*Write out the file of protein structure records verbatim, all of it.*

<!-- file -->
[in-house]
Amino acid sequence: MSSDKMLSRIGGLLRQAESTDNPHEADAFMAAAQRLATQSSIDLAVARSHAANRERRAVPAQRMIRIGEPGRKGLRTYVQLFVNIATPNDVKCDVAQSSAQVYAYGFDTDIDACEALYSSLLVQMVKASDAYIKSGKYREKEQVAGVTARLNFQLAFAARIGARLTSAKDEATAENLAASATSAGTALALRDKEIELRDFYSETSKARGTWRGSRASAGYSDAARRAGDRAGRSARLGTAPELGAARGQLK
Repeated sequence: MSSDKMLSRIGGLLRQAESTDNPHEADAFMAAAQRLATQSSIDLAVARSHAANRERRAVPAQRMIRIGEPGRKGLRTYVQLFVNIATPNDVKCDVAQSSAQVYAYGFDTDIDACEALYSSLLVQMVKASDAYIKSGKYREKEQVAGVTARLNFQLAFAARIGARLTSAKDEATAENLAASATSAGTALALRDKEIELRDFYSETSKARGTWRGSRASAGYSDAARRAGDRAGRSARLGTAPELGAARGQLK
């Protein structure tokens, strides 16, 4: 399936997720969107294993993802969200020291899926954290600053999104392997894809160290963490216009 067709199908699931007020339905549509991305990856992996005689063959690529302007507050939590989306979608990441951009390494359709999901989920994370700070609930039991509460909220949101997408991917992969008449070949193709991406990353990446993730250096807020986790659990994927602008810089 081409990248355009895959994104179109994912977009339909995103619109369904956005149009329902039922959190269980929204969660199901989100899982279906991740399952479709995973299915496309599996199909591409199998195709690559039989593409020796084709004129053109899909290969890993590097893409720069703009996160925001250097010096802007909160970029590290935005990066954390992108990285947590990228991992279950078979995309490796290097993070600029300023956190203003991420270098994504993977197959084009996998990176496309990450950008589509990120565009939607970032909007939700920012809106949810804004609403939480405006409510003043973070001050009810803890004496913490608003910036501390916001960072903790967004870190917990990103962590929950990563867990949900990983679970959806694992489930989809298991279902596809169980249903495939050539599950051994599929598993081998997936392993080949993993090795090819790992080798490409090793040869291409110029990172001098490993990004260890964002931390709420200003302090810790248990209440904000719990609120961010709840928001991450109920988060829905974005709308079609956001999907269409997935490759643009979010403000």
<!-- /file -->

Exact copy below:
[in-house]
Amino acid sequence: MSSDKMLSRIGGLLRQAESTDNPHEADAFMAAAQRLATQSSIDLAVARSHAANRERRAVPAQRMIRIGEPGRKGLRTYVQLFVNIATPNDVKCDVAQSSAQVYAYGFDTDIDACEALYSSLLVQMVKASDAYIKSGKYREKEQVAGVTARLNFQLAFAARIGARLTSAKDEATAENLAASATSAGTALALRDKEIELRDFYSETSKARGTWRGSRASAGYSDAARRAGDRAGRSARLGTAPELGAARGQLK
Repeated sequence: MSSDKMLSRIGGLLRQAESTDNPHEADAFMAAAQRLATQSSIDLAVARSHAANRERRAVPAQRMIRIGEPGRKGLRTYVQLFVNIATPNDVKCDVAQSSAQVYAYGFDTDIDACEALYSSLLVQMVKASDAYIKSGKYREKEQVAGVTARLNFQLAFAARIGARLTSAKDEATAENLAASATSAGTALALRDKEIELRDFYSETSKARGTWRGSRASAGYSDAARRAGDRAGRSARLGTAPELGAARGQLK
């Protein structure tokens, strides 16, 4: 399936997720969107294993993802969200020291899926954290600053999104392997894809160290963490216009 067709199908699931007020339905549509991305990856992996005689063959690529302007507050939590989306979608990441951009390494359709999901989920994370700070609930039991509460909220949101997408991917992969008449070949193709991406990353990446993730250096807020986790659990994927602008810089 081409990248355009895959994104179109994912977009339909995103619109369904956005149009329902039922959190269980929204969660199901989100899982279906991740399952479709995973299915496309599996199909591409199998195709690559039989593409020796084709004129053109899909290969890993590097893409720069703009996160925001250097010096802007909160970029590290935005990066954390992108990285947590990228991992279950078979995309490796290097993070600029300023956190203003991420270098994504993977197959084009996998990176496309990450950008589509990120565009939607970032909007939700920012809106949810804004609403939480405006409510003043973070001050009810803890004496913490608003910036501390916001960072903790967004870190917990990103962590929950990563867990949900990983679970959806694992489930989809298991279902596809169980249903495939050539599950051994599929598993081998997936392993080949993993090795090819790992080798490409090793040869291409110029990172001098490993990004260890964002931390709420200003302090810790248990209440904000719990609120961010709840928001991450109920988060829905974005709308079609956001999907269409997935490759643009979010403000």